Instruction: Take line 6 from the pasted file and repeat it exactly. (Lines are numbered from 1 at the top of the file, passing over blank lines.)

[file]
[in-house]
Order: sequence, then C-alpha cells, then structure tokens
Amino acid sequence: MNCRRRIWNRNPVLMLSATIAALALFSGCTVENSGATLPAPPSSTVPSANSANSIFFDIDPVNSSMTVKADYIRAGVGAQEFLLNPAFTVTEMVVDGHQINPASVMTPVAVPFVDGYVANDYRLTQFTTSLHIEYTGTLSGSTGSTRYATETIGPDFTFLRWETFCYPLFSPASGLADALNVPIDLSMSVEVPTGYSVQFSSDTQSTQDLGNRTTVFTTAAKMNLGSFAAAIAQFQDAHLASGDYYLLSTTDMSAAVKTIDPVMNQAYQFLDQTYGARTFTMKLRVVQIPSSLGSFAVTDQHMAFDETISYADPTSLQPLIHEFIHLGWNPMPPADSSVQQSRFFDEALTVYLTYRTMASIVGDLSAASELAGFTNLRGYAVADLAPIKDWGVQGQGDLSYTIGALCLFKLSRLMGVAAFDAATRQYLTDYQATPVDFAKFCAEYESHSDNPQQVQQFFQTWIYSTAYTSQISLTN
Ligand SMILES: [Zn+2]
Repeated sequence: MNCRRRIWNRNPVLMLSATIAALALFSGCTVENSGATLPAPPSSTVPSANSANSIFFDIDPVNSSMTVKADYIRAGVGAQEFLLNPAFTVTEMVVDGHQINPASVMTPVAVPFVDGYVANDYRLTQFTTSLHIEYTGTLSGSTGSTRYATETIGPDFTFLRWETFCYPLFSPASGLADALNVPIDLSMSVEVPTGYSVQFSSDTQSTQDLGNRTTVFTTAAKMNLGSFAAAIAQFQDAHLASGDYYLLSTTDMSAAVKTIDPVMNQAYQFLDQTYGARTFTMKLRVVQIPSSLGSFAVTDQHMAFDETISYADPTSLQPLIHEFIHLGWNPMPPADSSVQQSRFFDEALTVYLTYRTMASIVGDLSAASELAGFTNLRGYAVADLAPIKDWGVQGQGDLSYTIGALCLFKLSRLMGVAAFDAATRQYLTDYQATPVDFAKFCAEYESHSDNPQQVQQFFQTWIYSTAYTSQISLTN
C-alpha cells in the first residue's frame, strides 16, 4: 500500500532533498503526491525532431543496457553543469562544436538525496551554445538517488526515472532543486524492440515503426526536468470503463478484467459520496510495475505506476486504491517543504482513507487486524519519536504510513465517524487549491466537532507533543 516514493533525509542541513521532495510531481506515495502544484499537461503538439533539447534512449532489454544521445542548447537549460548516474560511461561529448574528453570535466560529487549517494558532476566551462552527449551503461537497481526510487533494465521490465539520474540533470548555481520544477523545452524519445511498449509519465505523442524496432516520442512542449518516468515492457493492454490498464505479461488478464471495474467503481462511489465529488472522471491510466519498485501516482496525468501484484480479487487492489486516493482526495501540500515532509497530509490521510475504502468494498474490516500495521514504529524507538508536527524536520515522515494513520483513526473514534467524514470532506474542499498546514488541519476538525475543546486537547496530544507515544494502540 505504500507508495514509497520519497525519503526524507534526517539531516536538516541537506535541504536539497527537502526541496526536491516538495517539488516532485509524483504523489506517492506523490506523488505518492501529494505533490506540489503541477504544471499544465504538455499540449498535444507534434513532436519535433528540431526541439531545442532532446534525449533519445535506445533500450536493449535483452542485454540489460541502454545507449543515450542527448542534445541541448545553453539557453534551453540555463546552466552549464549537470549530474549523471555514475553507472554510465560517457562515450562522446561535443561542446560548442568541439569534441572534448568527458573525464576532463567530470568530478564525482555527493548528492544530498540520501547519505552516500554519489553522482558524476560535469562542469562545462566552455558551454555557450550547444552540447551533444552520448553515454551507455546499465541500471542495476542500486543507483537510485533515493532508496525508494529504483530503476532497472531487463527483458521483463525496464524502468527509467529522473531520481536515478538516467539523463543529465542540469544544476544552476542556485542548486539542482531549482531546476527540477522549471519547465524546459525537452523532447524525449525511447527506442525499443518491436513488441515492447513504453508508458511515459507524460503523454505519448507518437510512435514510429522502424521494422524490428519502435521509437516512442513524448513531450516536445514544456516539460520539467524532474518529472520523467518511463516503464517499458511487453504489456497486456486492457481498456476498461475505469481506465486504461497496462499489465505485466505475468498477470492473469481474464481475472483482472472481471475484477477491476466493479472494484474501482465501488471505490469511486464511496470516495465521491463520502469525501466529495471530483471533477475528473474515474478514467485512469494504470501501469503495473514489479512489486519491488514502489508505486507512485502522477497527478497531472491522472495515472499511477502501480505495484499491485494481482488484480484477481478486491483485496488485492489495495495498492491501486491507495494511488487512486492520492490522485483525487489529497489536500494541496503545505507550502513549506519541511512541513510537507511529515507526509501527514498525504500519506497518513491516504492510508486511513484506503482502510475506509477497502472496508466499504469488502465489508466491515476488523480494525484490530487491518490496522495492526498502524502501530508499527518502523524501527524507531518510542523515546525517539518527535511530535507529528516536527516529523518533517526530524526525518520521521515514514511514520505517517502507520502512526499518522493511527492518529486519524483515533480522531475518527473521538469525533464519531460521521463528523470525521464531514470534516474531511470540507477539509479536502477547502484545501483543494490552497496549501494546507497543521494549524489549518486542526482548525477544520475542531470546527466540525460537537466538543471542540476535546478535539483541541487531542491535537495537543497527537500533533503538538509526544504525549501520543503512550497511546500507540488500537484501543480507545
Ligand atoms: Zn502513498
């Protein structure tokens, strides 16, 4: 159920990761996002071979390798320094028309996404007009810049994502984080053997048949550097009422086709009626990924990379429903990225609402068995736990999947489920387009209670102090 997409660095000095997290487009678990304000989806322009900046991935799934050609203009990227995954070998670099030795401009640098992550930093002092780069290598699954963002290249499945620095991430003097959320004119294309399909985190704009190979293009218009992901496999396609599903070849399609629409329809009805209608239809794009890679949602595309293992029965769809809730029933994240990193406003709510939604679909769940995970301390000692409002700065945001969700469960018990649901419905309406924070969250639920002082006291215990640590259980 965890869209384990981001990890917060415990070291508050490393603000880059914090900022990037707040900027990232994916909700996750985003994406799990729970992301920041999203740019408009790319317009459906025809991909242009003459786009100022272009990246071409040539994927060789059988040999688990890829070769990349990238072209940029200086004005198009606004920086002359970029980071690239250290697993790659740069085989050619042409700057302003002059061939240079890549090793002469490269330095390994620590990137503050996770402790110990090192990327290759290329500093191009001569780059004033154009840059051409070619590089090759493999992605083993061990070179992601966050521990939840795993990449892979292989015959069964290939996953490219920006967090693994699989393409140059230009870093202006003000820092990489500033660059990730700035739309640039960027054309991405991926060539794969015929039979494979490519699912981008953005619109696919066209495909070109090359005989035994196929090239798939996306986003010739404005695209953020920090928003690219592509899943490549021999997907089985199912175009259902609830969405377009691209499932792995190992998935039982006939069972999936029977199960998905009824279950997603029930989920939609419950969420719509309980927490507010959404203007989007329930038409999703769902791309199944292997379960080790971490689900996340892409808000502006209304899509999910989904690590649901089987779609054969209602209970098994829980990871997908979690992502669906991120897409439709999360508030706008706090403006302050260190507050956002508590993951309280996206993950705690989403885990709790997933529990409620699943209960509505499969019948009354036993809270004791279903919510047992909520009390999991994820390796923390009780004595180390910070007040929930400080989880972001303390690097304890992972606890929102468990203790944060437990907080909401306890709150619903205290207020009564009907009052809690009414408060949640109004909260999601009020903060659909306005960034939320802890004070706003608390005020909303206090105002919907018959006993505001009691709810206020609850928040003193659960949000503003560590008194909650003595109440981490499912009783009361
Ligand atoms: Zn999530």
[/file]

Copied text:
C-alpha cells in the first residue's frame, strides 16, 4: 500500500532533498503526491525532431543496457553543469562544436538525496551554445538517488526515472532543486524492440515503426526536468470503463478484467459520496510495475505506476486504491517543504482513507487486524519519536504510513465517524487549491466537532507533543 516514493533525509542541513521532495510531481506515495502544484499537461503538439533539447534512449532489454544521445542548447537549460548516474560511461561529448574528453570535466560529487549517494558532476566551462552527449551503461537497481526510487533494465521490465539520474540533470548555481520544477523545452524519445511498449509519465505523442524496432516520442512542449518516468515492457493492454490498464505479461488478464471495474467503481462511489465529488472522471491510466519498485501516482496525468501484484480479487487492489486516493482526495501540500515532509497530509490521510475504502468494498474490516500495521514504529524507538508536527524536520515522515494513520483513526473514534467524514470532506474542499498546514488541519476538525475543546486537547496530544507515544494502540 505504500507508495514509497520519497525519503526524507534526517539531516536538516541537506535541504536539497527537502526541496526536491516538495517539488516532485509524483504523489506517492506523490506523488505518492501529494505533490506540489503541477504544471499544465504538455499540449498535444507534434513532436519535433528540431526541439531545442532532446534525449533519445535506445533500450536493449535483452542485454540489460541502454545507449543515450542527448542534445541541448545553453539557453534551453540555463546552466552549464549537470549530474549523471555514475553507472554510465560517457562515450562522446561535443561542446560548442568541439569534441572534448568527458573525464576532463567530470568530478564525482555527493548528492544530498540520501547519505552516500554519489553522482558524476560535469562542469562545462566552455558551454555557450550547444552540447551533444552520448553515454551507455546499465541500471542495476542500486543507483537510485533515493532508496525508494529504483530503476532497472531487463527483458521483463525496464524502468527509467529522473531520481536515478538516467539523463543529465542540469544544476544552476542556485542548486539542482531549482531546476527540477522549471519547465524546459525537452523532447524525449525511447527506442525499443518491436513488441515492447513504453508508458511515459507524460503523454505519448507518437510512435514510429522502424521494422524490428519502435521509437516512442513524448513531450516536445514544456516539460520539467524532474518529472520523467518511463516503464517499458511487453504489456497486456486492457481498456476498461475505469481506465486504461497496462499489465505485466505475468498477470492473469481474464481475472483482472472481471475484477477491476466493479472494484474501482465501488471505490469511486464511496470516495465521491463520502469525501466529495471530483471533477475528473474515474478514467485512469494504470501501469503495473514489479512489486519491488514502489508505486507512485502522477497527478497531472491522472495515472499511477502501480505495484499491485494481482488484480484477481478486491483485496488485492489495495495498492491501486491507495494511488487512486492520492490522485483525487489529497489536500494541496503545505507550502513549506519541511512541513510537507511529515507526509501527514498525504500519506497518513491516504492510508486511513484506503482502510475506509477497502472496508466499504469488502465489508466491515476488523480494525484490530487491518490496522495492526498502524502501530508499527518502523524501527524507531518510542523515546525517539518527535511530535507529528516536527516529523518533517526530524526525518520521521515514514511514520505517517502507520502512526499518522493511527492518529486519524483515533480522531475518527473521538469525533464519531460521521463528523470525521464531514470534516474531511470540507477539509479536502477547502484545501483543494490552497496549501494546507497543521494549524489549518486542526482548525477544520475542531470546527466540525460537537466538543471542540476535546478535539483541541487531542491535537495537543497527537500533533503538538509526544504525549501520543503512550497511546500507540488500537484501543480507545